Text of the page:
WIT Press


The Sulphur Threat To The 17th Century Warship Vasa

Price

Free (open access)

Paper DOI

10.2495/MH030161

Volume

65

Pages

8

Published

2003

Size

390.03 kb

Author(s)

I. Hall Roth & L. Dal

Abstract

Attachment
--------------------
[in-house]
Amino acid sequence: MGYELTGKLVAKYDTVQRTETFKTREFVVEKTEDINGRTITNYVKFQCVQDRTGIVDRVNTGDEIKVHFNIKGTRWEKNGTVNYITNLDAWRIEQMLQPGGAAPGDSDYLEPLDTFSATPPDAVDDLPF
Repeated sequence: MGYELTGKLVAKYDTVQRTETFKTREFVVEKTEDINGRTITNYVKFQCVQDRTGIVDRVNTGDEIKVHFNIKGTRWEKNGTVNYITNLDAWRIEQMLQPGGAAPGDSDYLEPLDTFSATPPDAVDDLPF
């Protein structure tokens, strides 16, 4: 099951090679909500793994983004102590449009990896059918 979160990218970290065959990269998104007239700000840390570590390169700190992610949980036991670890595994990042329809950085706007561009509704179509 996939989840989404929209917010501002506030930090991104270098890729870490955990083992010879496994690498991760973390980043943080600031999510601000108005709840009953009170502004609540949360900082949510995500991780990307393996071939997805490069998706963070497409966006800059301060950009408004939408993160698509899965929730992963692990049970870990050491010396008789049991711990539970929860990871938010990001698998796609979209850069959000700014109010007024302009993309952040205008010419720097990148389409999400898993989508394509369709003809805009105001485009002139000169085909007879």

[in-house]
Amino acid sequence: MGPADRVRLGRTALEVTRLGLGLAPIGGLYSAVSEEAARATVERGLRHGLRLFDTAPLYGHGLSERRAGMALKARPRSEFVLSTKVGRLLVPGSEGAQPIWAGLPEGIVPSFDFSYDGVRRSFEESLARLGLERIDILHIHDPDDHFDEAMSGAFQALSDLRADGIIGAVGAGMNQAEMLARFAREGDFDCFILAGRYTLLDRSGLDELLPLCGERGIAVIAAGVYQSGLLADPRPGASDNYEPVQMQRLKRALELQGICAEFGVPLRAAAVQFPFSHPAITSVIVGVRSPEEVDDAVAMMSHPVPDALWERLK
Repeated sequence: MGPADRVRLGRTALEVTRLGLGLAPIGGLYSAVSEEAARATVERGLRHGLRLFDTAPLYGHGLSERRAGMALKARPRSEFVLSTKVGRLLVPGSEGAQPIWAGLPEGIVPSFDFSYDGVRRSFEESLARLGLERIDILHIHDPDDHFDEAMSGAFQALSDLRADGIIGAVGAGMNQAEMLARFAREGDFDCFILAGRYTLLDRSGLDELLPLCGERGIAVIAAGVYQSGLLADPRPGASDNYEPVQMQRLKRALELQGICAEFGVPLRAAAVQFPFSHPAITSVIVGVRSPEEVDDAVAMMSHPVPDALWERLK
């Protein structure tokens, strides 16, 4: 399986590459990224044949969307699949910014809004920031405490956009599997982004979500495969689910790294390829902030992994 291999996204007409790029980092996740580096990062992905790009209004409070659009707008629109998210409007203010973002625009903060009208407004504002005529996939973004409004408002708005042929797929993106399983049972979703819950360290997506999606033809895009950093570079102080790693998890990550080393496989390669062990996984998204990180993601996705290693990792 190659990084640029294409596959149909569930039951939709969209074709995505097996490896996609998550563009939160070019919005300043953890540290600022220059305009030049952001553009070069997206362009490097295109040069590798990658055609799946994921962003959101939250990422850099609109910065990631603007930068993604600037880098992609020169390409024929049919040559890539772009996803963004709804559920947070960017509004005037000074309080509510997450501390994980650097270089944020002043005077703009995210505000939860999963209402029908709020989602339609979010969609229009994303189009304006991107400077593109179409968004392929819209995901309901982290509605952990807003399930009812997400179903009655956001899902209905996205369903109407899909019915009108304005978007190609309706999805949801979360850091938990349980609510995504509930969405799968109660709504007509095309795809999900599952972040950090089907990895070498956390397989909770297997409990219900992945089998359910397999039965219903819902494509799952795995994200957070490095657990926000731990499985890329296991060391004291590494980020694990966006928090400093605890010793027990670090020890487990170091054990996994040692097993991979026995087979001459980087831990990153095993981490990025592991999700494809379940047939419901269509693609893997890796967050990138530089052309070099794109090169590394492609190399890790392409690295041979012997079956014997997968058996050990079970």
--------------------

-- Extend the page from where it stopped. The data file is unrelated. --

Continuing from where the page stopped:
The sulphur threat to the 17'~ century warship Vasa I. Hall Roth & L. Dal National Maritime Museums, Sweden Abstract The royal warship Vasa sank on her maiden voyage in 1628. She was discovered in 1956 and in 1961, after 333 years at the bottom of the sea in the Stockholm harbour she was salvaged. Vasa, built mainly of oak, was one of the first major objects to be conserved with polyethylene glycol. She was sprayed continuously for 17 years followed by an 11 year long controlled drying procedure (HBfors, [I]). In 1990 the new Vasa museum opened and is now the most visited museum in Scandinavia with about 750 000 visitors each year. The summer of 2000 was unusually wet and in July, yellow-white precipitate was discovered on wooden surfaces on objects kept in the storage, in showcases and later on the ship itself. An international seminar was held in February 2001 and as a result a research programme was launched that involves scientists from Australia, Canada and Sweden. Surface as well as cor

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